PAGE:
What Are Your Dreams?

“You are never too old to set another goal or to dream a new dream.” – C.S. Lewis
“A man is not old until regrets take the place of dreams.” – John Barrymore
As John Barrymore suggested, let’s not let regrets take the place of our dreams!
What are your dreams? Do you remember most of the big dreams you had about your life? How many of these dreams came true? What prevented them from happening?
Here’s a simple, but powerful, exercise to help you remember, and perhaps, rekindle some of your dreams and plans. If you have a note pad, planning book or digital planner or organizer (we will discuss all of these another day), please jot down your biggest dreams and interests; What did you love to do? and/or What were your career or job aspirations at each of the following stages of your life?
Dreams and Loves List
We will call this our Dreams and Loves List! Try your best to come up with at least one for each stage of your life:
When you were in pre and primary school? (Don’t judge these, just write them down)
When you were in middle school?
When you were in high school or high school age?
When you were in your 20s?
When you were in your 30s?
When you were in your 40s?
What are they now?
If there were any stages in your life which you don’t currently remember, that’s OK. However, take a look at your list again in a day or two, and a few more might come to mind.
Often we get caught up with all our adult challenges, stresses and immediate goals and priorities, or we have health setbacks, relationship transitions and losses, perceived failures and other curves, bumps and potholes in the road of life, and many of our hopes and dreams are lost or dropped.
We’ll come back to our Dreams and Loves List in upcoming posts to suggest easy ways to refine this list and turn it into a very useful guide in mapping your journey to and through Elderhood and reviving your most inspiring dreams.
To live a fulfilled and satisfying life you need to ‘march to the beat of your own drum’ not somebody else’s, but to do that, you need to know what life music you want to play.
Did you jot down your biggest dreams, what you use to love to do and/or your career or job aspirations at each of the major stages of your life? If you haven’t yet, now is a good time. Or check your old notes if you have done a similar exercise in the past. This exercise will likely stir up some of your simmering or forgotten aspirations and help you continue or start manifesting them in your life.
By the way, of course, you are not expected to disclose your results from this exercise or any other insights you gain from the exercises we suggest here, unless you have a mentor or partner you want share them with.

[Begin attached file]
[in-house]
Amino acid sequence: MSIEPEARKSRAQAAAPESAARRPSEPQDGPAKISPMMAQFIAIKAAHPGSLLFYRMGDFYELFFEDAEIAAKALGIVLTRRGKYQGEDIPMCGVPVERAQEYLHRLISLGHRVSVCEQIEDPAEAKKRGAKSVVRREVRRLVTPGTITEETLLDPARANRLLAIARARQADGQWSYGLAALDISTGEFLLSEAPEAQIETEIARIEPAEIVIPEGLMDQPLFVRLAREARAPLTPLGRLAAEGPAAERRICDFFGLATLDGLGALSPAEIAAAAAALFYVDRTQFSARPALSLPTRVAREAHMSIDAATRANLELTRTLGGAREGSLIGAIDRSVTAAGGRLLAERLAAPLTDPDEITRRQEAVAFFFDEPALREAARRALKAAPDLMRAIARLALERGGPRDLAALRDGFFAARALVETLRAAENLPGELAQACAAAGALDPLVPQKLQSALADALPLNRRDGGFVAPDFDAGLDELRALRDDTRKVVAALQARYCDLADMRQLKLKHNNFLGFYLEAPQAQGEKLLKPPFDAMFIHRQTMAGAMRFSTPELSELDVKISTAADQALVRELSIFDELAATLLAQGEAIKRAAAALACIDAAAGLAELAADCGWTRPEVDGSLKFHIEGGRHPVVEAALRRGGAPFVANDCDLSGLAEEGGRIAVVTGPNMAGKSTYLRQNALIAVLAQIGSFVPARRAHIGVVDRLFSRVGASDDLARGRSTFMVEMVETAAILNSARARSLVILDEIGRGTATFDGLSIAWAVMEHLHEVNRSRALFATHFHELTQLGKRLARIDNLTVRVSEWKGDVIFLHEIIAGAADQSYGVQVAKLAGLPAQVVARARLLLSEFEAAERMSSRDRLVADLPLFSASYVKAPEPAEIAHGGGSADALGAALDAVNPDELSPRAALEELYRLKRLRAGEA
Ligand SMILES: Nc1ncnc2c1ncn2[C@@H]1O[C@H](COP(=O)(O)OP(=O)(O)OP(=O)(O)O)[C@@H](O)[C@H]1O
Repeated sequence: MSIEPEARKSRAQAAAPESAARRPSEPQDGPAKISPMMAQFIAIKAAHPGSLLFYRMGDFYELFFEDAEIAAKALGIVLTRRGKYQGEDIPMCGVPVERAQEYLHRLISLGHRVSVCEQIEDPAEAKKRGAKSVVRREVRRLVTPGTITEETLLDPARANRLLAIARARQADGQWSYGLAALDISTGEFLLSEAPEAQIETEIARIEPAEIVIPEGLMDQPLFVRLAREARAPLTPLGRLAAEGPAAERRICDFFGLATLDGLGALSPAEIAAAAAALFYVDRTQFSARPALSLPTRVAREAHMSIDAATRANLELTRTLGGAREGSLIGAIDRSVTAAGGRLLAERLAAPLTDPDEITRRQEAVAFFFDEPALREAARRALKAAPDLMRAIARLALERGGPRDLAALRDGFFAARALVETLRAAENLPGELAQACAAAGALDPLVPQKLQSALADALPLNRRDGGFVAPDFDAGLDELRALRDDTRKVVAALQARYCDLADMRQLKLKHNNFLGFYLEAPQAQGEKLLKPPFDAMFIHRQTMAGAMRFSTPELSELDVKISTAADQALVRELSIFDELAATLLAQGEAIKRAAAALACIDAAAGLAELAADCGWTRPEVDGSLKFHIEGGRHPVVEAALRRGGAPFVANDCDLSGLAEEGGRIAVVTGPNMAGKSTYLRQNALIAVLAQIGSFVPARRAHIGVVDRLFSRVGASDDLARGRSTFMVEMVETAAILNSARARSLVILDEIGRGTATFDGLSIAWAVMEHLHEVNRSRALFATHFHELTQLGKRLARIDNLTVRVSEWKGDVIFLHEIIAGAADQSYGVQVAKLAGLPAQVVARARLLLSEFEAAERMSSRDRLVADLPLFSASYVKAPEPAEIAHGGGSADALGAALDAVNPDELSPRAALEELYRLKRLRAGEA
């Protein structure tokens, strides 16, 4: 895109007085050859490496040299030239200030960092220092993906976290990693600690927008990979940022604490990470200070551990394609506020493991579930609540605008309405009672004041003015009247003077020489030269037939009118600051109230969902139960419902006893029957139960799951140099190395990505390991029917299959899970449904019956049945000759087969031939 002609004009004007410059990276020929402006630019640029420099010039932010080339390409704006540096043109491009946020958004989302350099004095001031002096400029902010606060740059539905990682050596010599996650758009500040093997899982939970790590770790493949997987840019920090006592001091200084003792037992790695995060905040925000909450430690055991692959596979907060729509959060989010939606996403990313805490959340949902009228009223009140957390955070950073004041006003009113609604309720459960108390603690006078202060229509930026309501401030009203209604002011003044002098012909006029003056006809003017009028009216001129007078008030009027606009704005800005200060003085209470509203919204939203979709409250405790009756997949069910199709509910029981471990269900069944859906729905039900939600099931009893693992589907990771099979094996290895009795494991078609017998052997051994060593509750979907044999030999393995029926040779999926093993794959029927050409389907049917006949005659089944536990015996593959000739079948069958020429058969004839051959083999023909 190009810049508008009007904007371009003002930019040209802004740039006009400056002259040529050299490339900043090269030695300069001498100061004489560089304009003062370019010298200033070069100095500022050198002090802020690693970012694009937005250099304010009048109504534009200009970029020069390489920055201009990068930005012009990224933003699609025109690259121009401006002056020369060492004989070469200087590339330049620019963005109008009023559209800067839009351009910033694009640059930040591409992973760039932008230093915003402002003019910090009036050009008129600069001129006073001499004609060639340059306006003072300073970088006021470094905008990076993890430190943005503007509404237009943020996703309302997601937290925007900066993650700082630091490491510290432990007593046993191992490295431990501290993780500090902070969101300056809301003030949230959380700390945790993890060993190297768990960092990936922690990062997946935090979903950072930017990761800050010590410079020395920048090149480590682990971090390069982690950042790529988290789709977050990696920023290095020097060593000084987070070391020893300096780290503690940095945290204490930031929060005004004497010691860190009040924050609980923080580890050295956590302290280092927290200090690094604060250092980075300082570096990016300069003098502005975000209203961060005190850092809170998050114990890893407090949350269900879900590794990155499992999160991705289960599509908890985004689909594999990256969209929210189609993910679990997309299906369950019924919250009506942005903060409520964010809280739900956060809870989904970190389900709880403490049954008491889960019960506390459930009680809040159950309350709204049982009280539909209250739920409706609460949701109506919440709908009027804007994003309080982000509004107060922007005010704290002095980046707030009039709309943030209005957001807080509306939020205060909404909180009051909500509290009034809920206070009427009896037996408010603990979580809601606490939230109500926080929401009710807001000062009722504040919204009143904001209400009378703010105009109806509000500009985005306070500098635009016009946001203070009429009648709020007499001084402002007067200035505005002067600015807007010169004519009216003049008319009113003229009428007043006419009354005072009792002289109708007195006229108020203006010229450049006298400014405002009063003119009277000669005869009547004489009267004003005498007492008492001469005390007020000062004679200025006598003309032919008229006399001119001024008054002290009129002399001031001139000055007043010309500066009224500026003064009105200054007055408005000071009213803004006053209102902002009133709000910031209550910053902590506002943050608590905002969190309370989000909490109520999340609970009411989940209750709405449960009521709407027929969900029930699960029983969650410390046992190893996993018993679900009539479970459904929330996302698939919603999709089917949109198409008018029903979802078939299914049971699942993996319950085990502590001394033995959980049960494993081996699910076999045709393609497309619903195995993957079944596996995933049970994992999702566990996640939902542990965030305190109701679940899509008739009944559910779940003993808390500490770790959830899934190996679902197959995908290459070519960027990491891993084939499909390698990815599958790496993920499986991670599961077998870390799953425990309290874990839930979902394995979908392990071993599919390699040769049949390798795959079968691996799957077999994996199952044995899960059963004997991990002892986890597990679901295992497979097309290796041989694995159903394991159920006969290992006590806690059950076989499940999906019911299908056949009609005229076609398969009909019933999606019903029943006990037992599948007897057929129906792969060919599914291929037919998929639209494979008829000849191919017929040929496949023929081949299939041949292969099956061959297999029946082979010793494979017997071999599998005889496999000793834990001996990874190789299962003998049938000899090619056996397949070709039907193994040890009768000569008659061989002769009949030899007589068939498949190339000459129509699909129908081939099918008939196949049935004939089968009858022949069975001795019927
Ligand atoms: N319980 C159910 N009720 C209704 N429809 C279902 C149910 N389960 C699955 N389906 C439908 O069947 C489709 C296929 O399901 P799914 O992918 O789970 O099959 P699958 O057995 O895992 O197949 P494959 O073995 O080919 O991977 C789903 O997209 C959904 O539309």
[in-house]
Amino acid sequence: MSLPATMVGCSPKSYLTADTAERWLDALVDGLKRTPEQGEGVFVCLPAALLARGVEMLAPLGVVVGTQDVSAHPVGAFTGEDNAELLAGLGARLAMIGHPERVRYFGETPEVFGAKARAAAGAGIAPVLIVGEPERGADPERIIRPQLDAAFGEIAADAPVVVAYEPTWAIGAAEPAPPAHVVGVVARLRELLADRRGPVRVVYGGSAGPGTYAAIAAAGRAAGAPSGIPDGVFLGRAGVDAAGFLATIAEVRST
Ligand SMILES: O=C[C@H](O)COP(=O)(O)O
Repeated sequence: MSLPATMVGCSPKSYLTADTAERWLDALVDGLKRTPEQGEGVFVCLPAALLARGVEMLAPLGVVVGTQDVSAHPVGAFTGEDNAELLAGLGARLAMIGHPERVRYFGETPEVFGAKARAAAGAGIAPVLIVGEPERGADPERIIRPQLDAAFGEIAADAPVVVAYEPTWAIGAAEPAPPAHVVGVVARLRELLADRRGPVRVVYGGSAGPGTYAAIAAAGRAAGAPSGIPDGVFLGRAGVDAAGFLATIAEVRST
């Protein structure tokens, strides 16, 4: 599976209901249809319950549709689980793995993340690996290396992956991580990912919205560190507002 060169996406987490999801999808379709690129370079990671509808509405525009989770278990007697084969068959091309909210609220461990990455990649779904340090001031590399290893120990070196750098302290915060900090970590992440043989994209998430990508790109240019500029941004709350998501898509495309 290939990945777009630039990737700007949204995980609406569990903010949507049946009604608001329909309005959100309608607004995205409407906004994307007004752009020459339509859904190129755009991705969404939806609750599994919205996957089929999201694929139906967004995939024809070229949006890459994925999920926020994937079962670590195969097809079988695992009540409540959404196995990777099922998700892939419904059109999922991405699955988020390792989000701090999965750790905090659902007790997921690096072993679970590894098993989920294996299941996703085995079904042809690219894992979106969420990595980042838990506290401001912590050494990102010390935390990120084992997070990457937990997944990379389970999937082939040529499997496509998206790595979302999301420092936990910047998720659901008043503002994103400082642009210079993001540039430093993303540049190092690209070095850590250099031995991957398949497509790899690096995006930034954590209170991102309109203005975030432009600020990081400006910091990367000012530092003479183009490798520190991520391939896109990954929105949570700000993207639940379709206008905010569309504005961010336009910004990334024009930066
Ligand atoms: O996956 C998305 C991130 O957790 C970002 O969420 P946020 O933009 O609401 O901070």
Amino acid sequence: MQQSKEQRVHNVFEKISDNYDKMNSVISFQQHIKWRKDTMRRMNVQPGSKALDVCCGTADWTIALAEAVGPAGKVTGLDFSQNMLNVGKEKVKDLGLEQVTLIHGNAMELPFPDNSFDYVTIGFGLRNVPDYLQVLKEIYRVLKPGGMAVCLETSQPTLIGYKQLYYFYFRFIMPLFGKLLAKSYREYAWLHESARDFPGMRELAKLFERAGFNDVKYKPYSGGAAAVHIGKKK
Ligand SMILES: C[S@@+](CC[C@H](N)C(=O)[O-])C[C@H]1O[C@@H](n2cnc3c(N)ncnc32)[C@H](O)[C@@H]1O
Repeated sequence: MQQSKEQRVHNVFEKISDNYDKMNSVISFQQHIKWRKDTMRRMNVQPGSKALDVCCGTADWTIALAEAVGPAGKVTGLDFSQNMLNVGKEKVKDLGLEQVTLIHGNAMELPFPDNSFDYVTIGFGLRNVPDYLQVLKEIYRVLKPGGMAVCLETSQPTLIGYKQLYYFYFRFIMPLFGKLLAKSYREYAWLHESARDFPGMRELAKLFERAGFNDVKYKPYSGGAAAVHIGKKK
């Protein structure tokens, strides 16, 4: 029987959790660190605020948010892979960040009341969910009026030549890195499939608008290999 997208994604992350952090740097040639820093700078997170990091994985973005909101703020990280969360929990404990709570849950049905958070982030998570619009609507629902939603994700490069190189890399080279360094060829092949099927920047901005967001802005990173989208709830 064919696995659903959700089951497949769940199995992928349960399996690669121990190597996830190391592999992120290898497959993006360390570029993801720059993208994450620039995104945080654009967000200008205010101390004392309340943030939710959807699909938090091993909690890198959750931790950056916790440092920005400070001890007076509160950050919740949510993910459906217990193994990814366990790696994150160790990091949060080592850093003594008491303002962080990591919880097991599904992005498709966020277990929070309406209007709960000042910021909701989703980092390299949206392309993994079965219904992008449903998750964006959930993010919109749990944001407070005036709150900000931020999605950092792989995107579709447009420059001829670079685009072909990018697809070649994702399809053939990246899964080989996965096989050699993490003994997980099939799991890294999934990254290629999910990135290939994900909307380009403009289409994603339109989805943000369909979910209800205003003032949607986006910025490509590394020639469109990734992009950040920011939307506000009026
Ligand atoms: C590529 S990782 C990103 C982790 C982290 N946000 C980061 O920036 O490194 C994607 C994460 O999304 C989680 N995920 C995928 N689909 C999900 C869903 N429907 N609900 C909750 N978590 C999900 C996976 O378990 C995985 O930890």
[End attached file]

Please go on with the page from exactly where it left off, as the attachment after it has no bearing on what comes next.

Aristotle pointed out, “Knowing yourself is the beginning of all wisdom.”
Below are a set of questions similar to those found in many Wheel of Life exercises. The point of the questions and responses is to help you take a well-balanced look at your life and see if there are any areas you want to improve. Major areas of life we focus on here include: health and fitness; intimate relationship; social life; energy and enthusiasm; productivity; finances; extended family and general satisfaction with life.
The concept of a wheel comes in when you place each of these categories as spokes in a circle. By answering the questions below and ranking them from 1 to 4, with 1 the shortest rating and 4 the longest, you determine the length of each spoke and, therefore, how balanced and resilient your life is.
Answer each of the above questions with a rating from 1 to 4 based on the following scale: 1. Needs improvement; 2. Adequate; 3. Doing well; 4.Doing great!
By the way, you will receive, or may have already received, a Wheel of Life Guide by email from us as a gift for registering with EldersThrive. The guide includes these questions and a diagram of the Wheel of Life, so you can develop your own Wheel of Life and also save it for future reference.
Wheel of Life Questions

  1. How is your overall health and the general state of your physical body?
  2. How stable and happy is your intimate relationship? (If you are not currently in an intimate relationship, please rate your most recent intimate relationship.)
  3. How do your rate your social life and support groups (church, clubs, etc.)
  4. How much energy and enthusiasm do you have most days?
  5. Do you get a lot of things done each day that you intended to?
  6. How comfortable are you with your current and future financial situation?
  7. How close is your relationship with your extended family?
  8. How satisfied & fulfilled with your life are you?
    What are some of the goals or dreams you still want to achieve? What insights about your life did you gain from answering the Wheel of Life questions?
    Please share your comments, questions and suggestions in our Caring Connections forum under the Mind category, about what you discovered from doing these exercises. By doing so, you can help encourage of Thrivers to start or revive pursuing their dreams and goals.
    You can also tag your comments ‘Goals’, ‘Dreams’, ‘Wheel of Life’
    To go to Caring Connections, click on the button below:
    [Insert Caring Connections button]